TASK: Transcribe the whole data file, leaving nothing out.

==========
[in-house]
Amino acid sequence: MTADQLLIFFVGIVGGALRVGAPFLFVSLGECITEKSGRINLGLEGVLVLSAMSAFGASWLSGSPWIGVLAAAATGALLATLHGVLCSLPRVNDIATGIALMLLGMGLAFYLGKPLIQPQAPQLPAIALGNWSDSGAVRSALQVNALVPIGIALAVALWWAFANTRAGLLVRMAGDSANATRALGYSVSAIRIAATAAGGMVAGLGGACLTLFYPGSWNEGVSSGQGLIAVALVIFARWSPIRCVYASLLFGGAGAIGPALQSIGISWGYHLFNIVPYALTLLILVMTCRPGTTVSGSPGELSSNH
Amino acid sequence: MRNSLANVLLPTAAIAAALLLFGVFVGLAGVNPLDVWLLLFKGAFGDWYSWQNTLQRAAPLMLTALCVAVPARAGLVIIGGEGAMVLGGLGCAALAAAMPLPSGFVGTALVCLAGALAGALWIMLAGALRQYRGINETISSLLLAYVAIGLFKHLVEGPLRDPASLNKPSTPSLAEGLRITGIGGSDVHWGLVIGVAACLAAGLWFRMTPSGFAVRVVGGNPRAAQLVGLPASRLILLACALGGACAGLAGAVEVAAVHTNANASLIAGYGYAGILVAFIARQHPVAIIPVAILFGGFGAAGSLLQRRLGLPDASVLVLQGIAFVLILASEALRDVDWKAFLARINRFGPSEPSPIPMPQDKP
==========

[in-house]
Amino acid sequence: MTADQLLIFFVGIVGGALRVGAPFLFVSLGECITEKSGRINLGLEGVLVLSAMSAFGASWLSGSPWIGVLAAAATGALLATLHGVLCSLPRVNDIATGIALMLLGMGLAFYLGKPLIQPQAPQLPAIALGNWSDSGAVRSALQVNALVPIGIALAVALWWAFANTRAGLLVRMAGDSANATRALGYSVSAIRIAATAAGGMVAGLGGACLTLFYPGSWNEGVSSGQGLIAVALVIFARWSPIRCVYASLLFGGAGAIGPALQSIGISWGYHLFNIVPYALTLLILVMTCRPGTTVSGSPGELSSNH
Amino acid sequence: MRNSLANVLLPTAAIAAALLLFGVFVGLAGVNPLDVWLLLFKGAFGDWYSWQNTLQRAAPLMLTALCVAVPARAGLVIIGGEGAMVLGGLGCAALAAAMPLPSGFVGTALVCLAGALAGALWIMLAGALRQYRGINETISSLLLAYVAIGLFKHLVEGPLRDPASLNKPSTPSLAEGLRITGIGGSDVHWGLVIGVAACLAAGLWFRMTPSGFAVRVVGGNPRAAQLVGLPASRLILLACALGGACAGLAGAVEVAAVHTNANASLIAGYGYAGILVAFIARQHPVAIIPVAILFGGFGAAGSLLQRRLGLPDASVLVLQGIAFVLILASEALRDVDWKAFLARINRFGPSEPSPIPMPQDKP